And finding that a bunch of people who are supposed to be in this with you, are more concerned with making sure you stay "on message," and shutting you up and beating you down if you step too far over the line of what they've called "acceptable," can make it worse.

I'm not saying some things aren't wrong. I'm not saying that some marginalized people don't use their status as marginalized to abuse others. We've seen it happen. It's just that 98% of the time when that instinct kicks me in the gut, that "No! No!! People outside our group must not see this person! We have to condemn this person now in public so they won't condemn us all!" feeling, it's about a person who is completely and totally within their rights to do whatever they're doing, saying, believing, etc.

And in the past, some of us have been passive-aggressive or acted like outright dicks to others in the plural community because of that. And I know I can't undo it, but I'm sorry. Because you are all my sisters too, and my brothers, and... whatever kinship terms you prefer, if you're non-binary-gendered.

And when I see people mention multiplicity in the same breath as something else they're holding up for mockery-- usually some form of not identifying with one's body-- it sometimes feels like I'm being baited to condemn. Like, go on. Prove to us that there are some Good Ones out there.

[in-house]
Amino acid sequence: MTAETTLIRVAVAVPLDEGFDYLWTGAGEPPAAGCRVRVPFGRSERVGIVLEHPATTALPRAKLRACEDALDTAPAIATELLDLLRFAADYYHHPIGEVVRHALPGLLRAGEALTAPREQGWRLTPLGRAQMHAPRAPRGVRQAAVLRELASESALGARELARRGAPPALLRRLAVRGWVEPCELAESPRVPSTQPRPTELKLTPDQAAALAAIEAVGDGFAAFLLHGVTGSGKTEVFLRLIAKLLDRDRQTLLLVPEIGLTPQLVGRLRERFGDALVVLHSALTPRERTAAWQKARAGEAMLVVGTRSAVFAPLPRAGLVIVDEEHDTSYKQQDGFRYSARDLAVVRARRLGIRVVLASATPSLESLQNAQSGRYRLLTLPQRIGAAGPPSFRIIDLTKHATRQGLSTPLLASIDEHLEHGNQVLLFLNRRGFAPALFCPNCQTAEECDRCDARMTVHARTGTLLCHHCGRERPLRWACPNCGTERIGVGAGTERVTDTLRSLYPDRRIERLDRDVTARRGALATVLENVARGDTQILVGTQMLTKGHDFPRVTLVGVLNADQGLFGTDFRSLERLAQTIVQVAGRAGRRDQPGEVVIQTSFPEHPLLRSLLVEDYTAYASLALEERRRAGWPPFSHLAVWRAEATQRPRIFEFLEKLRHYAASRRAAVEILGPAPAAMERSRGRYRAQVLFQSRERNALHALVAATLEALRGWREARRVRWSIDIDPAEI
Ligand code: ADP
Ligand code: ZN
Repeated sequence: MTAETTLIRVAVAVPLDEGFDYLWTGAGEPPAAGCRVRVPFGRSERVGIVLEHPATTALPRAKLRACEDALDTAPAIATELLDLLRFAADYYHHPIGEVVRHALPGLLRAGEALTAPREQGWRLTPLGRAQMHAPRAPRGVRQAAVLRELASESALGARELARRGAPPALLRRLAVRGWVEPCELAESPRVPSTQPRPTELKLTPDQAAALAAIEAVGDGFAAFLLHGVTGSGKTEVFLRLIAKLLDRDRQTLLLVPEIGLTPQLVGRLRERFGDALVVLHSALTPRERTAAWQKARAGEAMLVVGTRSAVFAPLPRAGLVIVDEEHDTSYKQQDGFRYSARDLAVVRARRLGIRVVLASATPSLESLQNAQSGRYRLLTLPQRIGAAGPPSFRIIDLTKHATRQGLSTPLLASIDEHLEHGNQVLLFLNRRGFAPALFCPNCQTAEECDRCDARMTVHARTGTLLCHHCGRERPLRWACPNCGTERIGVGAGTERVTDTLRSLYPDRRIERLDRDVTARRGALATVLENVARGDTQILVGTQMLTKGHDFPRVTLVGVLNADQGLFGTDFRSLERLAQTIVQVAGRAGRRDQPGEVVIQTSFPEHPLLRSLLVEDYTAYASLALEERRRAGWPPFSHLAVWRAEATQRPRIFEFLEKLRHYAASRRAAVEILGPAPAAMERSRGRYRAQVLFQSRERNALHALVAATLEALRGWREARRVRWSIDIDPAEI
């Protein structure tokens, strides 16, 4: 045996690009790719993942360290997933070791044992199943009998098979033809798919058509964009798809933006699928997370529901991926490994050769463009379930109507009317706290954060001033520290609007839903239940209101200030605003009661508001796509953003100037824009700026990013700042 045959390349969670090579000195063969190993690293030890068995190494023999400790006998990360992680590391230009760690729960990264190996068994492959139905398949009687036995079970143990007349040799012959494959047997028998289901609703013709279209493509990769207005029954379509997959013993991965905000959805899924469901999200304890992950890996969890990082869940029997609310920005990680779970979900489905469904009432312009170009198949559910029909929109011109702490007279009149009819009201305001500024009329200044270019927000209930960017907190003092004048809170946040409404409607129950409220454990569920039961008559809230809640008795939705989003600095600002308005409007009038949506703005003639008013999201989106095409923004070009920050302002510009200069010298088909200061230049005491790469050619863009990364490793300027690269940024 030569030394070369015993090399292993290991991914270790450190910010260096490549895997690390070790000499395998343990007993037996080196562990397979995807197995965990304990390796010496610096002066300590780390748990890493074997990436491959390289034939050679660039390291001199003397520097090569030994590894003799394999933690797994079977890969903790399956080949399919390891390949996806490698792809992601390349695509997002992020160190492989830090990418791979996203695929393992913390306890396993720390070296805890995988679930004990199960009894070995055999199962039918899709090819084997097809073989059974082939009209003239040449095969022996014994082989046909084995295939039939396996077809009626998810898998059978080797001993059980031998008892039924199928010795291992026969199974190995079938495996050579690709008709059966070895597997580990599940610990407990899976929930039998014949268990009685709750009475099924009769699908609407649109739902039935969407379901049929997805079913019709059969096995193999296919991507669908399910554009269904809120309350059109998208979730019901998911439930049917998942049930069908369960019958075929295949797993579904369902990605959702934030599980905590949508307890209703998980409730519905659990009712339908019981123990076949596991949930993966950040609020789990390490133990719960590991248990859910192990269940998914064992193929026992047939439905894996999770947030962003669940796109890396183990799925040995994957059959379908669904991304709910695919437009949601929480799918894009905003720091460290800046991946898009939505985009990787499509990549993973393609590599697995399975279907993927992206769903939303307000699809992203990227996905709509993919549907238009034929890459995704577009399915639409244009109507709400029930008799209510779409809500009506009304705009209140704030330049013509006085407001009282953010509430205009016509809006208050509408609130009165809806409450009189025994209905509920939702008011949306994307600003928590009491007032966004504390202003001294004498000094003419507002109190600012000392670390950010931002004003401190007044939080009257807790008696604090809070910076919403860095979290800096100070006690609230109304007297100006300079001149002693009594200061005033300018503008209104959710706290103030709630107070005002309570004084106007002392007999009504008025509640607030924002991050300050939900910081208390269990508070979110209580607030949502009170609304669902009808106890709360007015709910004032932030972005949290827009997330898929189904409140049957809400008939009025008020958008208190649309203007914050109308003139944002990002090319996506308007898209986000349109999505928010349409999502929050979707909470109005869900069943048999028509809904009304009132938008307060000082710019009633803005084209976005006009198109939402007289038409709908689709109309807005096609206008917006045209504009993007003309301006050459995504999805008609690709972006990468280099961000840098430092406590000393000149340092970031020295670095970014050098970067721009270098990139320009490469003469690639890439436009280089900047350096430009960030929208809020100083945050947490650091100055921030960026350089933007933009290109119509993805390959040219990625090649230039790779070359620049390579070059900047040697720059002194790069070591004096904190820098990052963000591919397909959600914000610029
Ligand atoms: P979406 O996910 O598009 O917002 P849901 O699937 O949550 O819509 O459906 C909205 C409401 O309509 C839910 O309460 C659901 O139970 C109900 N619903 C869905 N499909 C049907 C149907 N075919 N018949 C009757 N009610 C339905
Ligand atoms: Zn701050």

And I can't do it, because... for one, we've got more "weird stuff" going on in-system than we generally talk about, even if it doesn't resemble much, if at all, the snark interpretation of those things. (And people also shouldn't use this fact to draw conclusions about what individual ones of us believe about the external world as opposed to our subjective, in-system experiences, since we have varying beliefs about it.)

We don't talk about most of it because we realized fairly early on that it was the kind of stuff people would latch onto most and try to use it to destroy your credibility. As a result of selectively not talking about it, some people gave us privilege under false pretenses for being one of the Good Ones as opposed to the Bad Ones. Privilege that they didn't give to people who thought they had nothing to lose from talking about their "weird stuff."

Which made us feel... horrible. And I don't mean in the sense of "our feelings are all-important" or anything. It was horrible. That we were getting "cred" that some groups not actually too different from us, internally, weren't getting; that we were being regarded as sane, accurate, reliable reporters of our own experiences; that we were one of "the good ones who could be reasoned with." Regard that others weren't getting. Because people thought we didn't have particular elements in our system.